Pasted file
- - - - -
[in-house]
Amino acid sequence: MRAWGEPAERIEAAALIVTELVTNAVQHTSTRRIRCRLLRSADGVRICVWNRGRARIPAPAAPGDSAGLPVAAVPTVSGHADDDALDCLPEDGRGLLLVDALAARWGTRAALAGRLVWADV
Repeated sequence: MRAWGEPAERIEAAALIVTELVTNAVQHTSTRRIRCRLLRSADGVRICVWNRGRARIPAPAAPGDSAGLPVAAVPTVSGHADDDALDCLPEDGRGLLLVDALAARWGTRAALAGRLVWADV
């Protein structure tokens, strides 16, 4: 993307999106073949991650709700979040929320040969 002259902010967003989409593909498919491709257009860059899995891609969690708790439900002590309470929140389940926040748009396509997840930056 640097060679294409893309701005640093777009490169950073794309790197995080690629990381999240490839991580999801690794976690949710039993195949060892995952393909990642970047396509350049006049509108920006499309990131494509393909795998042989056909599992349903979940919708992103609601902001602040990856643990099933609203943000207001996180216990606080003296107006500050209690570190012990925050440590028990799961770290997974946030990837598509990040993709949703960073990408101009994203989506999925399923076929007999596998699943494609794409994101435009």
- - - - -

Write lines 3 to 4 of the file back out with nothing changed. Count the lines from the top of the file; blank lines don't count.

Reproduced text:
Repeated sequence: MRAWGEPAERIEAAALIVTELVTNAVQHTSTRRIRCRLLRSADGVRICVWNRGRARIPAPAAPGDSAGLPVAAVPTVSGHADDDALDCLPEDGRGLLLVDALAARWGTRAALAGRLVWADV
């Protein structure tokens, strides 16, 4: 993307999106073949991650709700979040929320040969 002259902010967003989409593909498919491709257009860059899995891609969690708790439900002590309470929140389940926040748009396509997840930056 640097060679294409893309701005640093777009490169950073794309790197995080690629990381999240490839991580999801690794976690949710039993195949060892995952393909990642970047396509350049006049509108920006499309990131494509393909795998042989056909599992349903979940919708992103609601902001602040990856643990099933609203943000207001996180216990606080003296107006500050209690570190012990925050440590028990799961770290997974946030990837598509990040993709949703960073990408101009994203989506999925399923076929007999596998699943494609794409994101435009």